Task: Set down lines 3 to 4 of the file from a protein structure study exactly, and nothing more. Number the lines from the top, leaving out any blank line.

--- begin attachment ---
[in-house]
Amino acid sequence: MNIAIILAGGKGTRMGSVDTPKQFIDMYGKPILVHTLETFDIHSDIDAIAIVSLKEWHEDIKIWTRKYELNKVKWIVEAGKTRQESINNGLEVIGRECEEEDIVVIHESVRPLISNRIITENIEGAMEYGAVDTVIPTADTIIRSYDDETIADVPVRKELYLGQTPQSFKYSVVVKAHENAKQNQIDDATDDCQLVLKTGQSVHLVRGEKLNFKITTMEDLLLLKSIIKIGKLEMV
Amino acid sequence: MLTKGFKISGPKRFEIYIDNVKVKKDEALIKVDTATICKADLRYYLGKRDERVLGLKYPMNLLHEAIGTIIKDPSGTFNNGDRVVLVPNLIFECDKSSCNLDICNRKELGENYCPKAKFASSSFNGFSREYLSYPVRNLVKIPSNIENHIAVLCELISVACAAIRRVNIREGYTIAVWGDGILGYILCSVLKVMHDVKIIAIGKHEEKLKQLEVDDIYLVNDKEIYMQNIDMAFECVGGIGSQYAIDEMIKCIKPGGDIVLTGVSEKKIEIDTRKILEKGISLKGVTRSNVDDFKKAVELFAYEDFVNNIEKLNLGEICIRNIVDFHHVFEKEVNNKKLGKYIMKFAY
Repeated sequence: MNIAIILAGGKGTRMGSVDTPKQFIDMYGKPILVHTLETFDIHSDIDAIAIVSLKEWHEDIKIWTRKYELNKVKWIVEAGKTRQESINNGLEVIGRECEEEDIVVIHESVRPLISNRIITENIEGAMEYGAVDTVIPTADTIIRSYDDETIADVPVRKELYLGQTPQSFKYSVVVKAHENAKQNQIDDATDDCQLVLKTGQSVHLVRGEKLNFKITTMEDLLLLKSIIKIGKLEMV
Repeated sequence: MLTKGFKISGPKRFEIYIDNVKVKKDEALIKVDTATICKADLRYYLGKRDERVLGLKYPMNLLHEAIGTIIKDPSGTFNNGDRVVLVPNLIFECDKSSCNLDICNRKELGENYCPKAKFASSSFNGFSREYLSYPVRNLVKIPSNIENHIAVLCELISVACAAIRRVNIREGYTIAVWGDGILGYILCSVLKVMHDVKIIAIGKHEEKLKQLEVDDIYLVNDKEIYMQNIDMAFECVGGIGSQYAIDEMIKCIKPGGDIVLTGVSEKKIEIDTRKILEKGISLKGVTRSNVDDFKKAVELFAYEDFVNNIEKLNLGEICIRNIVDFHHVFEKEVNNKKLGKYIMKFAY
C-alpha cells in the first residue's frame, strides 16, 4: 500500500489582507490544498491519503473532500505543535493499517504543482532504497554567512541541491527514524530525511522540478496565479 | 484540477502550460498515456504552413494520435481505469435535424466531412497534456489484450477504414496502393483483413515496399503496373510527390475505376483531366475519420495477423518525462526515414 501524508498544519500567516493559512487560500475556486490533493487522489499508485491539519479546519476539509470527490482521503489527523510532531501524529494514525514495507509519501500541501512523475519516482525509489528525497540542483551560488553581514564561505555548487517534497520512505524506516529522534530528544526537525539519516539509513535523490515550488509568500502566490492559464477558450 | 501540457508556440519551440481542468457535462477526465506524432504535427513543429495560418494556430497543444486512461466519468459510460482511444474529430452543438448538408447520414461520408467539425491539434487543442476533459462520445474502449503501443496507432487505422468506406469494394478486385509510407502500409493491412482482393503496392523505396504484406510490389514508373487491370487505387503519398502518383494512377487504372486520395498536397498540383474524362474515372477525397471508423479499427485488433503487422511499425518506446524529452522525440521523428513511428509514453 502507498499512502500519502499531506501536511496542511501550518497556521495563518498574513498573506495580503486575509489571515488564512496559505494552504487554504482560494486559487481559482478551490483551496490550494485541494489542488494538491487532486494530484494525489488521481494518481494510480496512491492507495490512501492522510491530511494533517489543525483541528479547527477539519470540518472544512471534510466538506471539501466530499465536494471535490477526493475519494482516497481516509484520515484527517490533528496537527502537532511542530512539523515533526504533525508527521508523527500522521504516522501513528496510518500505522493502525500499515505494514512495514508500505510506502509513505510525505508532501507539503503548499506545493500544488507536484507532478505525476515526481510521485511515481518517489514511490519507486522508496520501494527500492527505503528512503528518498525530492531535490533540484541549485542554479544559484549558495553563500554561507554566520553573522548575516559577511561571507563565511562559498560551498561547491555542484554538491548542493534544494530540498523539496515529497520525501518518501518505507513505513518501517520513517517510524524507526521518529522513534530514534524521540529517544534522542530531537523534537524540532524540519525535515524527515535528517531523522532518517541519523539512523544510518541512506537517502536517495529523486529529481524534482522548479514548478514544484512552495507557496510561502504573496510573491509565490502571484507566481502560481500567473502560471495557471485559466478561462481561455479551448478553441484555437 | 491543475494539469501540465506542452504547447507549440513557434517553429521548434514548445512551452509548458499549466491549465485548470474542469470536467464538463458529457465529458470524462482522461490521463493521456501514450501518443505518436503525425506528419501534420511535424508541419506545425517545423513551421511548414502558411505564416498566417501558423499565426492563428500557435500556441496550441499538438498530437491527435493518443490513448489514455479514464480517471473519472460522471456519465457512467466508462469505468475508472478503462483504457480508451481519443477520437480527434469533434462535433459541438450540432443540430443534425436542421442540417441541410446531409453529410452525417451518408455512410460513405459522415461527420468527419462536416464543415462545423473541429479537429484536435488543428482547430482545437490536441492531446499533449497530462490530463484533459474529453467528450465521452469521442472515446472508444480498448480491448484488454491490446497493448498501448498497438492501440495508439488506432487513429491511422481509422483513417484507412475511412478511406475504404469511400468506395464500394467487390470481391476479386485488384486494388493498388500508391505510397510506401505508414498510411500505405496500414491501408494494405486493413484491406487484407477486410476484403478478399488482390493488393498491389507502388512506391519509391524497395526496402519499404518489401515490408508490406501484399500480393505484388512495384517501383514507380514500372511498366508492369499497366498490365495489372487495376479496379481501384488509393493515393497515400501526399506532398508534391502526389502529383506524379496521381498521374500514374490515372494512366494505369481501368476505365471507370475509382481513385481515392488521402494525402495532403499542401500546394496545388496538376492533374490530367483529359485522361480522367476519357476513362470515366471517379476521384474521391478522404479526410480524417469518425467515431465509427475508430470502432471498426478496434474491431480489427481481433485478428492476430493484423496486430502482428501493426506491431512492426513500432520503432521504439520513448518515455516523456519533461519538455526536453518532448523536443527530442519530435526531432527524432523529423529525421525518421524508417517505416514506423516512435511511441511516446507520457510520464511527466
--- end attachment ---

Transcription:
Amino acid sequence: MLTKGFKISGPKRFEIYIDNVKVKKDEALIKVDTATICKADLRYYLGKRDERVLGLKYPMNLLHEAIGTIIKDPSGTFNNGDRVVLVPNLIFECDKSSCNLDICNRKELGENYCPKAKFASSSFNGFSREYLSYPVRNLVKIPSNIENHIAVLCELISVACAAIRRVNIREGYTIAVWGDGILGYILCSVLKVMHDVKIIAIGKHEEKLKQLEVDDIYLVNDKEIYMQNIDMAFECVGGIGSQYAIDEMIKCIKPGGDIVLTGVSEKKIEIDTRKILEKGISLKGVTRSNVDDFKKAVELFAYEDFVNNIEKLNLGEICIRNIVDFHHVFEKEVNNKKLGKYIMKFAY
Repeated sequence: MNIAIILAGGKGTRMGSVDTPKQFIDMYGKPILVHTLETFDIHSDIDAIAIVSLKEWHEDIKIWTRKYELNKVKWIVEAGKTRQESINNGLEVIGRECEEEDIVVIHESVRPLISNRIITENIEGAMEYGAVDTVIPTADTIIRSYDDETIADVPVRKELYLGQTPQSFKYSVVVKAHENAKQNQIDDATDDCQLVLKTGQSVHLVRGEKLNFKITTMEDLLLLKSIIKIGKLEMV